Buchu leaves grow on shrubs found in South America. The leaves are leathery with oily undertones. Natural medicine has been using buchu for kidney and urinary disorders, cystitis, gout, and other conditions. Buchu has also been used, often in combination with other herbs and extracts, as a natural diuretic. 

What does science say?

“Buchu remains a popular ingredient in over-the-counter herbal diuretic preparations. Despite the lack of evidence, buchu is still used today in western herbal medicine for urinary tract ailments, cystitis or urethritis prophylaxis, and prostatitis. It also is used in combination with other herbs such as cornsilk, juniper, and uva-ursi. Buchu also is listed in the German Commission E Monographs to treat inflammation, kidney, and urinary tract infections and also is used as a diuretic, but the monograph explains that the plant’s activity in these claimed uses has not been substantiated.”

Celery Seed

You can use celery seed in cooking, but did you know it’s also used as natural medicine? Though used for thousands of years for everything from arthritis to muscle spasms to inflammation, the most common use remains as a diuretic. 

What does science say?

We found plenty of information on how celery seed is used as a diuretic, but science is lacking. There is research into one area often related to diuretics – high blood pressure. According to research on rats, celery seed significantly reduces blood pressure. “It can be concluded that celery seed extracts have antihypertensive properties…”

Goldenrod

“Goldenrod has also been used to treat tuberculosis, diabetes, enlargement of the liver, gout, hemorrhoids, internal bleeding, asthma, and arthritis. In folk medicine, it is used as a mouth rinse to treat inflammation of the mouth and throat.

A few animal and test-tube studies suggest goldenrod may help reduce inflammation, relieve muscle spasms, fight infections, and lower blood pressure. It does seem to act as a diuretic. It is used in Europe to treat urinary tract inflammation and to prevent or treat kidney stones. In fact, goldenrod is often found in teas to help “flush out” kidney stones and stop inflammatory diseases of the urinary tract.”

What does science say?

Science says goldenrod works well as an antioxidant and antimicrobial but says nothing about use as a diuretic. However, like other natural diuretic ingredients on this list, it has been used in natural therapies for high blood pressure. Diuretics are often used for this purpose.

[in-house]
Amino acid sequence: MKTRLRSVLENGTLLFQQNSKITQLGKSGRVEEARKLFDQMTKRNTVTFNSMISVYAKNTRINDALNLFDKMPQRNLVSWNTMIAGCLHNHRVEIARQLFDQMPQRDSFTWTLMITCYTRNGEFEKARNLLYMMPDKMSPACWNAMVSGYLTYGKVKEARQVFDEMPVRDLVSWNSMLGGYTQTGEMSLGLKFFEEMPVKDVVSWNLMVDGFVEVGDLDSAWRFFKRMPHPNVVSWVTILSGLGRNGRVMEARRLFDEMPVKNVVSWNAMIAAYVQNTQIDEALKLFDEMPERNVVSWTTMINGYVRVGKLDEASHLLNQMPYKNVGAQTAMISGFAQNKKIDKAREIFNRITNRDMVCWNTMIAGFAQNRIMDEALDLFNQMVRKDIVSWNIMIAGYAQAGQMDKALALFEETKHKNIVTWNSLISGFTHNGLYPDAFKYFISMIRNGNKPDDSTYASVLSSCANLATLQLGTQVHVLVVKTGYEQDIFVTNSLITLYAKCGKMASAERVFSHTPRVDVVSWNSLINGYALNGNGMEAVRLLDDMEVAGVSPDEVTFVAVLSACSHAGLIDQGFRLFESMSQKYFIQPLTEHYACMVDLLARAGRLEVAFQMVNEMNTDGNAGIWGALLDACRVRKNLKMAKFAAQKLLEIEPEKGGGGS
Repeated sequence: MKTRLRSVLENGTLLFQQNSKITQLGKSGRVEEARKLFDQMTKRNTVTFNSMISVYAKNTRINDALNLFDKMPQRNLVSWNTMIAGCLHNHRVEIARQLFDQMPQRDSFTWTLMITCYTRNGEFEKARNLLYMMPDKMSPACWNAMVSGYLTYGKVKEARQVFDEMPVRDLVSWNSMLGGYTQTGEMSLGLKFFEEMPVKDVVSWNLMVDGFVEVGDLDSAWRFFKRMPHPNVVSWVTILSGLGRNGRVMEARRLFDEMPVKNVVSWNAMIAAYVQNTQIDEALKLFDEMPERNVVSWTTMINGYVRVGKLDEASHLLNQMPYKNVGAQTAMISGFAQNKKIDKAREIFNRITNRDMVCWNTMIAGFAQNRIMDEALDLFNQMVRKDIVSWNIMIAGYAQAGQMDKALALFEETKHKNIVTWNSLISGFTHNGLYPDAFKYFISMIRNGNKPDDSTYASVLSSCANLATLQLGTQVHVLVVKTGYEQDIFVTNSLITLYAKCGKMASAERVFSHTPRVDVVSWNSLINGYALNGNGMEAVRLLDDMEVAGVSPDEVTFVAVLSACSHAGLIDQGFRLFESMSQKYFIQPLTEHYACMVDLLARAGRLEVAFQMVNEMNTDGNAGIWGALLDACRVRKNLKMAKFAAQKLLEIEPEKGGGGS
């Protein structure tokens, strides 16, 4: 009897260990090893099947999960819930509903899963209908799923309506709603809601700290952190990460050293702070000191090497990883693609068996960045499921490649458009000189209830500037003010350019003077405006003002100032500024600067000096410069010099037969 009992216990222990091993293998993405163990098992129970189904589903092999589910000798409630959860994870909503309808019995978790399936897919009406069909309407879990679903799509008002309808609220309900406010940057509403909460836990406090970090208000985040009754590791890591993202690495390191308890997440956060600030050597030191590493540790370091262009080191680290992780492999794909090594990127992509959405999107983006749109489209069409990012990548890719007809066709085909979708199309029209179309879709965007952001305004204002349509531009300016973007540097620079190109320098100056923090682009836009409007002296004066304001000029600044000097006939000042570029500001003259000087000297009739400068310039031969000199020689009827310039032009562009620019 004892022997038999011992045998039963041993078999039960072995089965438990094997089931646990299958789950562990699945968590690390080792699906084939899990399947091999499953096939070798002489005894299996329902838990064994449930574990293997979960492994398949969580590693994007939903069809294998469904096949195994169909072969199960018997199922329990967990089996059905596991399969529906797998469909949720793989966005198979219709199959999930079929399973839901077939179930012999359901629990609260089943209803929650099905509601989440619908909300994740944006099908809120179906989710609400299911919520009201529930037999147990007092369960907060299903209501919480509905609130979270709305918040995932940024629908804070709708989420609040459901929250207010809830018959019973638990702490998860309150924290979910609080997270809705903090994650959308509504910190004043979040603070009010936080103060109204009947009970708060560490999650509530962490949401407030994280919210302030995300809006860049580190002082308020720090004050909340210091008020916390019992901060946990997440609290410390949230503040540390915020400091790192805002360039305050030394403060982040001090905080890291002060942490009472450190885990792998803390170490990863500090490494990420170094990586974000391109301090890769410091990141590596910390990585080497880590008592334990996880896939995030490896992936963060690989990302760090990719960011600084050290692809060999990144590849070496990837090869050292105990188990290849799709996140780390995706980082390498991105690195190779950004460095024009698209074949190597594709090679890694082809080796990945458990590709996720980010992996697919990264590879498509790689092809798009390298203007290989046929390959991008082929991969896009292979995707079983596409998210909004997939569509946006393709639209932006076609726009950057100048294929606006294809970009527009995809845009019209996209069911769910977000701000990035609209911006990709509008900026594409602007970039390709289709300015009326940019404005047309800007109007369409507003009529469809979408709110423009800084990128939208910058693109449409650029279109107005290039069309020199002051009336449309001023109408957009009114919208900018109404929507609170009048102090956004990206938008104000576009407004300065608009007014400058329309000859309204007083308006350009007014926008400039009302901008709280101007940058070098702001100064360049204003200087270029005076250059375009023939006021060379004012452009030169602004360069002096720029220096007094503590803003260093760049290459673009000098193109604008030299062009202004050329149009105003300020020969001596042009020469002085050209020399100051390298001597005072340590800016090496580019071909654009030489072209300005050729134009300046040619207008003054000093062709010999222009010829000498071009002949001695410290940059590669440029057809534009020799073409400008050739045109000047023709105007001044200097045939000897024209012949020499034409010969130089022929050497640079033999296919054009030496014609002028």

Bladderwrack

Bladderwrack is a form of seaweed used in traditional and natural medicine. Typically, the extract is used for thyroid issues, but it has also been used for “obesity, arthritis, joint pain…atherosclerosis, digestive disorders, heartburn…constipation, bronchitis, emphysema, urinary tract disorders, and anxiety.”

There are so many potential uses for bladderwrack, but what about using this extract as a natural diuretic? 

What does science say?

We did not find a single bit of research on bladderwrack. This is a little surprising because this ingredient is used in hundreds, if not thousands, of supplements. 

Couch Grass

Couch grass is considered a weed over anything else. Categorized as an invasive weed, it takes control of the entire area around where it’s growing, often killing other plants in the process. Despite the harshness of the natural actions of couch grass, history shows it is commonly used to treat a variety of conditions such as “constipation, cough, bladder swelling (inflammation), fever, high blood pressure, or kidney stones. It is also used for water retention [as a diuretic].”

What does science say?

Again, like far too many natural diuretics, there’s no research indicating couch grass should be used for any health condition. This includes water retention, edema, high blood pressure, or other conditions.

Hibiscus

Hibiscus is a flowering plant often associated with the Hawai’ian islands. The colorful flower, also known as rosemallows, is found throughout the world in warm and tropical regions. 

What does science say?

Recent studies of Hibiscus sabdariffa Linn. have demonstrated that it presents diuretic, natriuretic, and potassium-sparing effects.”

Further research claims, “The compound presents in Hibiscus sabdariffa as quercetin had effect on the vascular endothelium causing oxide nitric release, increasing renal vasorelaxation by increasing kidney filtration. Therefore, the diuretic effect of Hibiscus sabdariffa may be mediated by nitric oxide release.”

Asparagus

Asparagus is a healthy vegetable that’s packed with nutrients. Though thought of first as food, asparagus has also been used as a natural treatment for urinary conditions and as a natural diuretic. 

What does science say?

“Asparagus contains high levels of the amino acid asparagine, making it a natural diuretic. In other words, eating more of the spears can help flush excess fluid and salt from your body, which may help prevent urinary tract infections.”

If you’re having trouble losing weight and you’re thinking about turning to diuretics for weight loss, why not take a little time to talk with your own personal coach at Noom.

You can talk about the best ways to lose weight that don’t involve the potential risk that comes with these pills and supplements. 

Diuretic Supplements and Electrolytes